Press for Frühstück im Freien:
The New York Times

Christoph Ruckhäberle has a distinctive voice among painters of his generation, creating tightly composed figurative scenes that balance the peculiar and the familiar with a detached reverence of nostalgia. For his first solo show at ZieherSmith (and his first in New York since 2006), the artist presents eight paintings whose sunny pastoral and simple interior settings feature languorous women in various states of indolent indifference. They are both performer and audience, dancing, squatting, tangled and diffuse; supple limbs and striped textiles splay out as might proscenium curtains. With not a morsel of food in sight, the Frühstück im Freien or “breakfast outdoors” (a play itself on the French for “Luncheon on the Grass”) is not an actual meal, but the dress rehearsal for such pageantry unfolding. Summoning a host of artistic influences, these are well-honed, brightly color blocked improvisations on the famous Éduoard Manet original (1862-63), bringing to mind the artist’s quote from 2005: “Sometimes I suspect myself of trying to paint a whole Louvre of my own. Almost like I have to treat every subject ever treated in art history.”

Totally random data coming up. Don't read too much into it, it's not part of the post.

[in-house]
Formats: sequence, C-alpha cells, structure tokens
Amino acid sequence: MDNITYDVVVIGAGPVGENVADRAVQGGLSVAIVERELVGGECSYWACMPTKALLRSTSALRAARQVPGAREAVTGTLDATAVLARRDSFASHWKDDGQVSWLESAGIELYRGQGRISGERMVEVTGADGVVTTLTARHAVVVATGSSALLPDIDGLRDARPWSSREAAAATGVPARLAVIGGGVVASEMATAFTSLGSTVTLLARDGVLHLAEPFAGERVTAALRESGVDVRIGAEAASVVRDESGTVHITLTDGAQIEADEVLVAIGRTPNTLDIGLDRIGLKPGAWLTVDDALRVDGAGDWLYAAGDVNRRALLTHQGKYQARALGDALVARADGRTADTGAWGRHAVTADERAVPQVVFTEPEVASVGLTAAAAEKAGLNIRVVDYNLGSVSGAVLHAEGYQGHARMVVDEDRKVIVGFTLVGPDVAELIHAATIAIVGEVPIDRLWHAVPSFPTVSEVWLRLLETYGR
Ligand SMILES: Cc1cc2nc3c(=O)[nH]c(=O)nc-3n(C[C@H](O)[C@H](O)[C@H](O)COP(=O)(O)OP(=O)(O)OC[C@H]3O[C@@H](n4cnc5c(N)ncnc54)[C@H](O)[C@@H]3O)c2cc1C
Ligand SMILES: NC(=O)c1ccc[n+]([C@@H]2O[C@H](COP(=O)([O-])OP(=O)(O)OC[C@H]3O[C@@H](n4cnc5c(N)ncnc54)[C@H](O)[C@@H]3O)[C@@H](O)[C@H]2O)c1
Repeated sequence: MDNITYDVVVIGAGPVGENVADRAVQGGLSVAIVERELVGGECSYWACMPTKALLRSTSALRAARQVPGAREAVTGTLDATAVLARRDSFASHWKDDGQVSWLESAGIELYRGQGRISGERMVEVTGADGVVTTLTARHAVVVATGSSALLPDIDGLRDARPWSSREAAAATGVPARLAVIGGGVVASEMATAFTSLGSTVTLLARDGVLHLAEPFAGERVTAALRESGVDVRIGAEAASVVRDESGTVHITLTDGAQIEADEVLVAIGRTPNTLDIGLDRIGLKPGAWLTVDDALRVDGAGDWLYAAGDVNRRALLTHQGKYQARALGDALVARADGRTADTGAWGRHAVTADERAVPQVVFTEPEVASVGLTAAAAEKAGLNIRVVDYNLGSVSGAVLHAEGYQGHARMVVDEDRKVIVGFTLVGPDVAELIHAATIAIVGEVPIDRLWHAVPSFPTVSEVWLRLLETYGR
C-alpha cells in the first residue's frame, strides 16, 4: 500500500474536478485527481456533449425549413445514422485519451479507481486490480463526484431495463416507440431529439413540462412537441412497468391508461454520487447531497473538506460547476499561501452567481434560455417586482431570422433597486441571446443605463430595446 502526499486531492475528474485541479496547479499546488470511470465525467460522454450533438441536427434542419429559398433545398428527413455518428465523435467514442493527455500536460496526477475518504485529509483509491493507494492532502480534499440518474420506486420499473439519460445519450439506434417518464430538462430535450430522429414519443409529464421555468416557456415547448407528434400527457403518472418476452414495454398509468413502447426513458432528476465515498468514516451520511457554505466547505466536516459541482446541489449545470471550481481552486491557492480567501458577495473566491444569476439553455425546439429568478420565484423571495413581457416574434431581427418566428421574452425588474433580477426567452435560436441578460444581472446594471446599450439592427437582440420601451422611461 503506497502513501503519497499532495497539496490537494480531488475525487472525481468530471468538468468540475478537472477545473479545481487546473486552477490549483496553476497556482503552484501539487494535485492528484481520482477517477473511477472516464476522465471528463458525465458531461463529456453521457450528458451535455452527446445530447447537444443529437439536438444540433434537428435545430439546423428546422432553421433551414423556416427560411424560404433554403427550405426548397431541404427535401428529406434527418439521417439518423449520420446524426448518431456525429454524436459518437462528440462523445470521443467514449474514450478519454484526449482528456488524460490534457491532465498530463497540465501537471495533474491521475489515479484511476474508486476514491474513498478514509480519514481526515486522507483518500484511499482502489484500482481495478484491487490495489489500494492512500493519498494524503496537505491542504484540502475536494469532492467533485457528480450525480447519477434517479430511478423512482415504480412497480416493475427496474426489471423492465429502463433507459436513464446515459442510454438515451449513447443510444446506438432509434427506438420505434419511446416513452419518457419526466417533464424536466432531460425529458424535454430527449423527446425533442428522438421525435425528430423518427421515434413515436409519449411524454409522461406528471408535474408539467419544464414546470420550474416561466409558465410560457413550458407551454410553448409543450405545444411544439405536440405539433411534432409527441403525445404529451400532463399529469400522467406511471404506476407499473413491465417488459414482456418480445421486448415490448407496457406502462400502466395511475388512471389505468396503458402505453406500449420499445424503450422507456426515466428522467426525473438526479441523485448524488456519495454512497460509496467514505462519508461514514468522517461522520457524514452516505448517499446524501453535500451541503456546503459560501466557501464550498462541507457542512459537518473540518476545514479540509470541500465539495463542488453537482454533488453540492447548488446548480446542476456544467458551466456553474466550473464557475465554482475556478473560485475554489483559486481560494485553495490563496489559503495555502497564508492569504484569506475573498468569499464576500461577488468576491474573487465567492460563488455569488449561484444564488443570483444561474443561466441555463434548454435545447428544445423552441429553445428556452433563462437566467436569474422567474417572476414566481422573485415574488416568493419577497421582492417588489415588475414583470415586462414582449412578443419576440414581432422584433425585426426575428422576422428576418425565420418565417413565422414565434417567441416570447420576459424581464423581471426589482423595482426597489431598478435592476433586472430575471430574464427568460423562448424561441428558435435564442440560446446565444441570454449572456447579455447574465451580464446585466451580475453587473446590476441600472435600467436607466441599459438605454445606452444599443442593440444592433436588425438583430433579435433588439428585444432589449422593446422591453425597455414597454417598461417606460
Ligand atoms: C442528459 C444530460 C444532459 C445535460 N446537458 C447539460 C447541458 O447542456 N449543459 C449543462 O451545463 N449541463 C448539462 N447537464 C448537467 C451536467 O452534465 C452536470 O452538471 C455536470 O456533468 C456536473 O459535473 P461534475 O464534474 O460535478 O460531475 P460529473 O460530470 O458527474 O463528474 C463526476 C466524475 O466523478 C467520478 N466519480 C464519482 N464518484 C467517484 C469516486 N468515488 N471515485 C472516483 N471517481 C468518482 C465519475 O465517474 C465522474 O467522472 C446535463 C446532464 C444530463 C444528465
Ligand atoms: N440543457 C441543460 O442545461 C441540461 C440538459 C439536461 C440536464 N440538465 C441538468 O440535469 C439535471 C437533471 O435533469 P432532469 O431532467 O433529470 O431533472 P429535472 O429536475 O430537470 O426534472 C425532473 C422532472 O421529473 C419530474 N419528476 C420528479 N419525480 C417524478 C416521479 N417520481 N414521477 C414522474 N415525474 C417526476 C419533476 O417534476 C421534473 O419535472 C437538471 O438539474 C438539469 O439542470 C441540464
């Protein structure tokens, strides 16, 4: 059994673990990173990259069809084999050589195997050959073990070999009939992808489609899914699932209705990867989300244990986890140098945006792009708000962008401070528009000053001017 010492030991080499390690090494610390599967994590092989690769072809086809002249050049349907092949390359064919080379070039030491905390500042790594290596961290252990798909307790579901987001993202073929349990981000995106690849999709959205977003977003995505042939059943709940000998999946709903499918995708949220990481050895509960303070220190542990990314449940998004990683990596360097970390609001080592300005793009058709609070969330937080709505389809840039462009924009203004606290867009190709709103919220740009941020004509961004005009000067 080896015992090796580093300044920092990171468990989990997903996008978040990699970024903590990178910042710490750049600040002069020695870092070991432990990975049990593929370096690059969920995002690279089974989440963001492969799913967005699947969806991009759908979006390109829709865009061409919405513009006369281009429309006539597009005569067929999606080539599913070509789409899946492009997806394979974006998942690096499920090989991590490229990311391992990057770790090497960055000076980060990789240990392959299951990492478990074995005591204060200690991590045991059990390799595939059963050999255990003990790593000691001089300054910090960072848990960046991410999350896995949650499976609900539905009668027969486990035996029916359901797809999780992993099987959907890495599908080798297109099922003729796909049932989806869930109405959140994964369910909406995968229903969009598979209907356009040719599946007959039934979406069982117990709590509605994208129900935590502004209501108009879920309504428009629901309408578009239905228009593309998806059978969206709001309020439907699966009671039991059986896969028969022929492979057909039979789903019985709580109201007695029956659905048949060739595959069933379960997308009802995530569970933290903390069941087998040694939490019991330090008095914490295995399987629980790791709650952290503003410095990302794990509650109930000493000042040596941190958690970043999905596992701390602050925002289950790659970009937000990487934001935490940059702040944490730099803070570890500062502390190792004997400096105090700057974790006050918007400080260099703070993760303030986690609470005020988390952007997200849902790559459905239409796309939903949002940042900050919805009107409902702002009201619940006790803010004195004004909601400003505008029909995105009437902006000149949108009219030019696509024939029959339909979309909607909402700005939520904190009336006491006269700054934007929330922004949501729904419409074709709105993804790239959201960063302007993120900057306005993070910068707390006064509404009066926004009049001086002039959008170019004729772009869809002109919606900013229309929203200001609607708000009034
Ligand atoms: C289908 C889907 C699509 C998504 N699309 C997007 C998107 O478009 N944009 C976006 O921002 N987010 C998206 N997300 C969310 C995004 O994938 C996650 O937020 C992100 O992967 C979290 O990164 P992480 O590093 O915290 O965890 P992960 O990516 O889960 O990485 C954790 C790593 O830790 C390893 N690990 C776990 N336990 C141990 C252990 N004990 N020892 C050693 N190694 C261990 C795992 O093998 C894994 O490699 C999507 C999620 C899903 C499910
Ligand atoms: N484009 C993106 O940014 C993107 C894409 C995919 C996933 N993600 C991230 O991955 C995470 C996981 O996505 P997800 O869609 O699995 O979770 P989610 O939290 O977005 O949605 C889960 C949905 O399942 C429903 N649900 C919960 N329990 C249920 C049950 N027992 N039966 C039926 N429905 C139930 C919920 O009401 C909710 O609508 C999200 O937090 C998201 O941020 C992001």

Critic Roberta Smith has also noted Ruckhäberle’s ability to synthesize history to his own contemporary advantage: “Mr. Ruckhäberle seems to approach painting as an open book, of which any page can be ripped out, as long as it is used in, and not simply pasted to, the present” (The New York Times, April 7, 2006)

Ruckhäberle studied at CalArts in Valencia, California and Hochschule für Grafik und Buckhunst in Leipzig, Germany. Various solo exhibitions include those at Campoli Presti, London; Galerie Christian Ehrentraut, Berlin; Galerie Kleindienst, Leipzig; Galleri Nicolai Wallner, Copenhagen; Sorry We’re Closed, Brussels; and the Migros Museum, Zurich, among others. His work can be found in collections including The Museum of Modern Art, New York; The Rubell Family Collection, Miami; The Saatchi Collection, London; and the Essl Museum, Vienna. Ruckhäberle lives and works in Leipzig, Germany where he is publisher of Lubok Verlag and is co-principal in the cinema, Luru-Kino.